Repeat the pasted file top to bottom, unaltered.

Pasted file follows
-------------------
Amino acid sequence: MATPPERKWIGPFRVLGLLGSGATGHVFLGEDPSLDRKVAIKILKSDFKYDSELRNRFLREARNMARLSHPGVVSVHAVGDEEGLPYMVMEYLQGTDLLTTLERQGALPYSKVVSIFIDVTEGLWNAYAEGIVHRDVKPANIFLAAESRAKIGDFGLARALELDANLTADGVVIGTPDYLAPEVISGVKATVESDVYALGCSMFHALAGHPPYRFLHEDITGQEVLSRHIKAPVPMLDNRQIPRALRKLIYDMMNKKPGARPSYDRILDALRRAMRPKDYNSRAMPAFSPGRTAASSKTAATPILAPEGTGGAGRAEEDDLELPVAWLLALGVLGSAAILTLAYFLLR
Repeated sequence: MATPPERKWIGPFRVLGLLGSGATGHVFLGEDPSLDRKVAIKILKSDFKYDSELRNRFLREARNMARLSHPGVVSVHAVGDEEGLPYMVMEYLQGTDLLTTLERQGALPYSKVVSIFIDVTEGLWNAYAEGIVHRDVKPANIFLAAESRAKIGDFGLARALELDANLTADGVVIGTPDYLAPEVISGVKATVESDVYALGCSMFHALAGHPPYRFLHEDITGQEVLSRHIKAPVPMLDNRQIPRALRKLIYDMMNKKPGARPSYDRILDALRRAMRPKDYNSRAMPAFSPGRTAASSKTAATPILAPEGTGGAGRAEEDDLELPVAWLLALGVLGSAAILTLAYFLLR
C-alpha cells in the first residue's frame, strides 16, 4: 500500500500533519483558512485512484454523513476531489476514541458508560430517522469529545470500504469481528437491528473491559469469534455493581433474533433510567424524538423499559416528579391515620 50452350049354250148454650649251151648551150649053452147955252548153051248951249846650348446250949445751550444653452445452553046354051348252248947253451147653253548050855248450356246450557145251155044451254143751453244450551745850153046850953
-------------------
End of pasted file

Amino acid sequence: MATPPERKWIGPFRVLGLLGSGATGHVFLGEDPSLDRKVAIKILKSDFKYDSELRNRFLREARNMARLSHPGVVSVHAVGDEEGLPYMVMEYLQGTDLLTTLERQGALPYSKVVSIFIDVTEGLWNAYAEGIVHRDVKPANIFLAAESRAKIGDFGLARALELDANLTADGVVIGTPDYLAPEVISGVKATVESDVYALGCSMFHALAGHPPYRFLHEDITGQEVLSRHIKAPVPMLDNRQIPRALRKLIYDMMNKKPGARPSYDRILDALRRAMRPKDYNSRAMPAFSPGRTAASSKTAATPILAPEGTGGAGRAEEDDLELPVAWLLALGVLGSAAILTLAYFLLR
Repeated sequence: MATPPERKWIGPFRVLGLLGSGATGHVFLGEDPSLDRKVAIKILKSDFKYDSELRNRFLREARNMARLSHPGVVSVHAVGDEEGLPYMVMEYLQGTDLLTTLERQGALPYSKVVSIFIDVTEGLWNAYAEGIVHRDVKPANIFLAAESRAKIGDFGLARALELDANLTADGVVIGTPDYLAPEVISGVKATVESDVYALGCSMFHALAGHPPYRFLHEDITGQEVLSRHIKAPVPMLDNRQIPRALRKLIYDMMNKKPGARPSYDRILDALRRAMRPKDYNSRAMPAFSPGRTAASSKTAATPILAPEGTGGAGRAEEDDLELPVAWLLALGVLGSAAILTLAYFLLR
C-alpha cells in the first residue's frame, strides 16, 4: 500500500500533519483558512485512484454523513476531489476514541458508560430517522469529545470500504469481528437491528473491559469469534455493581433474533433510567424524538423499559416528579391515620 50452350049354250148454650649251151648551150649053452147955252548153051248951249846650348446250949445751550444653452445452553046354051348252248947253451147653253548050855248450356246450557145251155044451254143751453244450551745850153046850953